Flores died, despite efforts to save him. At the hospital, physical evidence proved the abuse Flores had inflicted upon the child. What was left was a decision of the courts on whether to charge the Texas father with a crime. Finally, the Lavaca County grand jury announced that it would not return an indictment. CNN quotes a spokesperson:
The substantial amount of evidence showed that the witness statements and the father’s statement and what the father had observed was in fact what had happened that day,” Lavaca County District Attorney Heather McMinn told reporters.
“Thank God,” I said aloud as I read the update. My kids asked what I was reading and I told a little fib about how I had read that someone I was worried about would be just fine.
Fact is, that little girl isn’t “just fine”, but we can hope she will be someday. She clearly has a loving, supportive family and that is the first step in helping her heal. And that is what strikes us about sexual abuse—sexual assault against anyone for that matter—the ravaging effects the abuse often has upon the survivor.
And as we know, there is a lot of evidence that the majority of sexual abusers were at one time abused. It is a disease that spreads, it is contagious. And Mark Ellis is right in saying that there needs to be swift and final action taken against sexual abusers.
But the Death Penalty, despite the visceral satisfaction of knowing that someone who hurt a child is off the streets, is too rife with bias and imperfection to be relied upon to “cull the heard” without damaging our society as a whole. We can only rarely know beyond a shadow of a doubt that someone is guilty.
There have been 292 post-conviction DNA exonerations in the US since 1989. The Innocence Project breaks down how these wrongful convictions happen, with 72% based primarily upon wrongful eyewitness identification. Humans are fallible. We know this.
Beyond false convictions, there is a strong racial bias to who is executed in this country. Amnesty International released a report on the Death Penalty in the United States that says this:
Even though blacks and whites are murder victims in nearly equal numbers of crimes, 80% of people executed since the death penalty was reinstated have been executed for murders involving white victims.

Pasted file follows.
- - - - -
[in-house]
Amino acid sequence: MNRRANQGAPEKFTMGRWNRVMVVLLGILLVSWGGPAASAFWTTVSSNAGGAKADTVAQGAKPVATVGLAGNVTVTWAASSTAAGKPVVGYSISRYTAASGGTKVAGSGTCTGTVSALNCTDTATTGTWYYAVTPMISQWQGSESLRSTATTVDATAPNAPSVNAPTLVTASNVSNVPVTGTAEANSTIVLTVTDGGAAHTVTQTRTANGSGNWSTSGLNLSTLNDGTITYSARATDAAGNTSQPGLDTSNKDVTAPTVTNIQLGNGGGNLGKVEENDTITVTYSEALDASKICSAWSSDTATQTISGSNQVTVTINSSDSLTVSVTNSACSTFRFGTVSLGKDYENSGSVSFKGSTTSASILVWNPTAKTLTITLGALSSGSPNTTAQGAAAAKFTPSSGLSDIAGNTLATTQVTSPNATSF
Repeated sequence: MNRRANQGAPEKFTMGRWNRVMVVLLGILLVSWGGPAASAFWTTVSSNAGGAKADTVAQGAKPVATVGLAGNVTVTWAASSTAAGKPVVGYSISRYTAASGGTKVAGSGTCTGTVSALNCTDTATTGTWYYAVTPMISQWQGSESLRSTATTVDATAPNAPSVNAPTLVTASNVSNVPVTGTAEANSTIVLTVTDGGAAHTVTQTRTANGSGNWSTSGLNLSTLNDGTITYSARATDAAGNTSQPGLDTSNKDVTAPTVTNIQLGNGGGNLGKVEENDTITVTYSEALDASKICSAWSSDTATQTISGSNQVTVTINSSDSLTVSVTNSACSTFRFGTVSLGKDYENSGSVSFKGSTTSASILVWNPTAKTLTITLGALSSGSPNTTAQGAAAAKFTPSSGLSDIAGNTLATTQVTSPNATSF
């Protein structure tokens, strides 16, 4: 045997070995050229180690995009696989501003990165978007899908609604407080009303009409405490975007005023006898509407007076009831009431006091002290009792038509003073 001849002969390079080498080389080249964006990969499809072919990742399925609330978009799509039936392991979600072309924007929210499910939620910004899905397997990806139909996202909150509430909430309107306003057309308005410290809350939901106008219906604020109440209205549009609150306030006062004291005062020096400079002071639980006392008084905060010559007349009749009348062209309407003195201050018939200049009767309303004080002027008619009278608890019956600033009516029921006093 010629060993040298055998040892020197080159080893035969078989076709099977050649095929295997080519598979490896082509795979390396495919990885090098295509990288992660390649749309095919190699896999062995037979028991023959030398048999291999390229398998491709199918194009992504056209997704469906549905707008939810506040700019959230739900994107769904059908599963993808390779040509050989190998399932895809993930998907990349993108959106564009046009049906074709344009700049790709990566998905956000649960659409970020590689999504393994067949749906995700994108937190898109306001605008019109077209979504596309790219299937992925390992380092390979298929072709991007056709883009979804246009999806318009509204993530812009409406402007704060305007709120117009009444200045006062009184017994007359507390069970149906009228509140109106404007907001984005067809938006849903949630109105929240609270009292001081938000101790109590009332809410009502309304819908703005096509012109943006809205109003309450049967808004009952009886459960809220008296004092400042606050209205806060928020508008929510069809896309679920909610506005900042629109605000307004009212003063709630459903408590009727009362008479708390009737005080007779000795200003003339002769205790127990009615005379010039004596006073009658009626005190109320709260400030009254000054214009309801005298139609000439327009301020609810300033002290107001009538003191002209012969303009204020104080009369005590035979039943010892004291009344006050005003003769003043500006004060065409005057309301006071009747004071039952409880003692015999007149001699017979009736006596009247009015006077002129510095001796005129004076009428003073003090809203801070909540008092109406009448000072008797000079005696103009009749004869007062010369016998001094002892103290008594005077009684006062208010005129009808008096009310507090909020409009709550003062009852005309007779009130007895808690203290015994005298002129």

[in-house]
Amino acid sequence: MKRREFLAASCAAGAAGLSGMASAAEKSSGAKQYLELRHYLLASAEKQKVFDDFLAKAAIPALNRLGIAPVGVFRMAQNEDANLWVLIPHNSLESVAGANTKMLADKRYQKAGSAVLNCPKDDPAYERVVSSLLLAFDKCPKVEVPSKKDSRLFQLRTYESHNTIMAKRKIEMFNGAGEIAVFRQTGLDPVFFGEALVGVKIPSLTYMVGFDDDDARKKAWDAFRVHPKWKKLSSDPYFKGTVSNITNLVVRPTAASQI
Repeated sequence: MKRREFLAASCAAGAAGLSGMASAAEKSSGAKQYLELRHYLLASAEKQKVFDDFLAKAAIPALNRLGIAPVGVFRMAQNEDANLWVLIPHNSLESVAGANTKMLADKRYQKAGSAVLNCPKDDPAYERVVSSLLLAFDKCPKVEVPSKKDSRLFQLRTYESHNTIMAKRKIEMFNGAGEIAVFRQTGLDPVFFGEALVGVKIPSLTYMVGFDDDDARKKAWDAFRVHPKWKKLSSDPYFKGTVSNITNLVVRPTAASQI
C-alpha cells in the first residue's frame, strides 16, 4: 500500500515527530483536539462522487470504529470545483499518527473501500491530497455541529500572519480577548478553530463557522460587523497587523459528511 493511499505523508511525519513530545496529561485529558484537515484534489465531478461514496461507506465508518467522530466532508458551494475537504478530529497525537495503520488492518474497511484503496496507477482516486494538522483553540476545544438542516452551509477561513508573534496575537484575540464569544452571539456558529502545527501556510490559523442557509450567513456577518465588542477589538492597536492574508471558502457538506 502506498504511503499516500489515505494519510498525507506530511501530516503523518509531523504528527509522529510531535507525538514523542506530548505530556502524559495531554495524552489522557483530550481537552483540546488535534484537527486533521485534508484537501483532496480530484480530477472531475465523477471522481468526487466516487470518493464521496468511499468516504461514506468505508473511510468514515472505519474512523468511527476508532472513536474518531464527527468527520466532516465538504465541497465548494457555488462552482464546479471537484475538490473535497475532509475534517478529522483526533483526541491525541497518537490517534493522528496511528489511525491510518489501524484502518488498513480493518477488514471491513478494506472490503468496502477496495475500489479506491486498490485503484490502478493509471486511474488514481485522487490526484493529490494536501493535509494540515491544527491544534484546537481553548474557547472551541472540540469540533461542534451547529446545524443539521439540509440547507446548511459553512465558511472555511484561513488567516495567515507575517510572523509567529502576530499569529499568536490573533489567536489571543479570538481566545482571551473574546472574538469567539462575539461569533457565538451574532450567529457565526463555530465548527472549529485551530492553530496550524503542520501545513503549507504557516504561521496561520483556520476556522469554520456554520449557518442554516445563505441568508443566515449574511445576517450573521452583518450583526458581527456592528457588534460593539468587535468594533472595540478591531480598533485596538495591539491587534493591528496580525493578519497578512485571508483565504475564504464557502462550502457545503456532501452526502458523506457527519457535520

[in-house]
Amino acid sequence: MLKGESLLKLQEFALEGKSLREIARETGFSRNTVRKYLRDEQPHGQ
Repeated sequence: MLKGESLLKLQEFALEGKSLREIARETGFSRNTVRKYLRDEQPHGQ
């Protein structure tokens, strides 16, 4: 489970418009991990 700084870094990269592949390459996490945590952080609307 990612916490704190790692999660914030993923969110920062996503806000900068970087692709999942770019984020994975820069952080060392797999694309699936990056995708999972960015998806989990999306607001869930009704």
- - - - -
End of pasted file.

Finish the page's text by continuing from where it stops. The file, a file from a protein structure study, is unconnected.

More than 20% of black defendants who have been executed were convicted by all-white juries.
“Race and the Death Penalty in North Carolina An Empirical Analysis: 1993-1997” This study, the most comprehensive ever conducted on the death penalty in North Carolina, was released by researchers from the University of North Carolina. The study, based on data collected from court records of 502 murder cases from 1993 to 1997, found that race plays a significant role in who gets the death penalty. Prof. Jack Boger and Dr. Isaac Unah of the University of North Carolina found that defendants whose victims are white are 3.5 times more likely to be sentenced to death than those with non-white victims. “The odds are supposed to be zero that race plays a role,” said Dr. Unah. “No matter how the data was analyzed, the race of the victim always emerged as an important factor in who received the death penalty.” The study’s findings will be presented to the North Carolina General Assembly which is currently considering moratorium bills in both the House and Senate. (Associated Press, 4/16/01 and Common Sense Foundation Press Release, 4/16/01) Read DPIC’s Press Advisory.”
The crucial line in the above paragraph is this: “The odds are supposed to be zero that race plays a role…No matter how the data was analyzed, the race of the victim always emerged as an important factor in who received the death penalty.”
Race also plays a role depending upon who is the defendant. Amnesty International explains: